Common Medications Toxic to Pets
March is pet poison prevention awareness month. One of the more common types of toxins include accidental ingestion of medications including those intended for pets and for people. A few common medication toxicities will be discussed here.
Acetaminophen (Tylenol) is a commonly used medication, but it is extremely toxic to cats. It is not generally recommended for dogs, but it is much less toxic. Cats lack the ability to break down the drug in their livers. Ingestion affects the cat’s red blood cells and their ability to carry oxygen. It causes lethargy, vomiting, difficulty breathing, bluish mucous membranes, dark urine and swelling of the paws and face. It can be fatal within 18-36 hours. Treatment is available, but is not always successful and cats who recover may have permanent liver damage.
NSAIDs-non-steroidal anti-inflammatory drugs-are used to treat pain and inflammation in people as well as animals. This class of drugs includes aspirin, ibuprofen, carprofen (brand name Rimadyl), meloxicam and others. Both cats and dogs can experience toxic effects from NSAIDs though cats are much more sensitive to these drugs. In cats, there is a very narrow safety margin and NSAIDs can quickly cause kidney damage. In dogs, high doses of NSAIDs or certain NSAIDs such as ibuprofen can also damage the liver and kidneys. Dogs may also experience gastrointestinal problems such as stomach ulcers from NSAIDs. Overdose of these drugs can be fatal if severe kidney or liver damage occurs, though early treatment is often successful at reversing the effects. Please do not ever give these medications to your pet without discussing with your vet and make sure pets cannot get into these medications or give more than prescribed.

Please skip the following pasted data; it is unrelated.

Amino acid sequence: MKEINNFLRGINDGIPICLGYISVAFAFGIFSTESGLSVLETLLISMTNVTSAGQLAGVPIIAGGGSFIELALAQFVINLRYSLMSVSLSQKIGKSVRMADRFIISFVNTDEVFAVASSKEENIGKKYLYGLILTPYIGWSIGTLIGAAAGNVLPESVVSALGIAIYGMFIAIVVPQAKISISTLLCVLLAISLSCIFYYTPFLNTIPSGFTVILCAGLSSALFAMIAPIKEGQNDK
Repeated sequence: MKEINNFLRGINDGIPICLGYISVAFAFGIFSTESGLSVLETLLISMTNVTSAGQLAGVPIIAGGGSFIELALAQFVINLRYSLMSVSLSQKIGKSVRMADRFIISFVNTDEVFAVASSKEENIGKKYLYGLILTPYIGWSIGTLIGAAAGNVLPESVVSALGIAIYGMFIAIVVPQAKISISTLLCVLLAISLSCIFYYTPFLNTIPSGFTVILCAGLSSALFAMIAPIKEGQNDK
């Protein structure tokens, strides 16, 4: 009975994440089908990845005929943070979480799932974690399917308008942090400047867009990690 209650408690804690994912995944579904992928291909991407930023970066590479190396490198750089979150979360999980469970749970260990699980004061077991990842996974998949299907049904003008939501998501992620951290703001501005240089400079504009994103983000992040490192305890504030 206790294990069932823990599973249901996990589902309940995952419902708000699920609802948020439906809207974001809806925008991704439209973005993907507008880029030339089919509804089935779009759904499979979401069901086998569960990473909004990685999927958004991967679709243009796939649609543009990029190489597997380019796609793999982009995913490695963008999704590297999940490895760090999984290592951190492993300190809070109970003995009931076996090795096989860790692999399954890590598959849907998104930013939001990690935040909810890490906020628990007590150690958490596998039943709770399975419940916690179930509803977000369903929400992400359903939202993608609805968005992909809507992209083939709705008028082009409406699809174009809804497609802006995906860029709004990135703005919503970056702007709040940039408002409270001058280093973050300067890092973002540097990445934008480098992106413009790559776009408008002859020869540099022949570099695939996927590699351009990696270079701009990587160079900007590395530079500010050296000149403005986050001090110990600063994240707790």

ADHD medications such as Ritalin and Adderall can be quite toxic. Even minimal ingestion by pets can cause life-threatening tremors, seizures, elevated body temperatures and heart problems. Antidepressants, sleep aids and anti-anxiety medications can also cause tremors, seizures, sedation and other problems.
Blood pressure drugs and heart medications can sometimes cause severe decrease in blood pressure, slow heart rate and weakness.
Be sure to keep ALL medications out of reach of pets. If an accidental ingestion does occur, call a pet poison control hotline (there is usually a fee for calling, but they provide valuable lifesaving information for your pet) and seek veterinary attention immediately for your pet. Your vet may induce vomiting to make your pet throw up the medication if it was recently ingested and if safe to do so. Activated charcoal may be given to reduce further absorption of drugs. Pets may need IV fluid support and other medications. If an antidote exists, it will also likely be given. In many cases, prompt treatment can save your pet’s life.
Important numbers: Pet Poison Helpline-855-764-7661
ASPCA Animal Poison Control 888-426-4435
This blog brought to you by the Patton Veterinary Hospital serving Red Lion, York and the surrounding communities.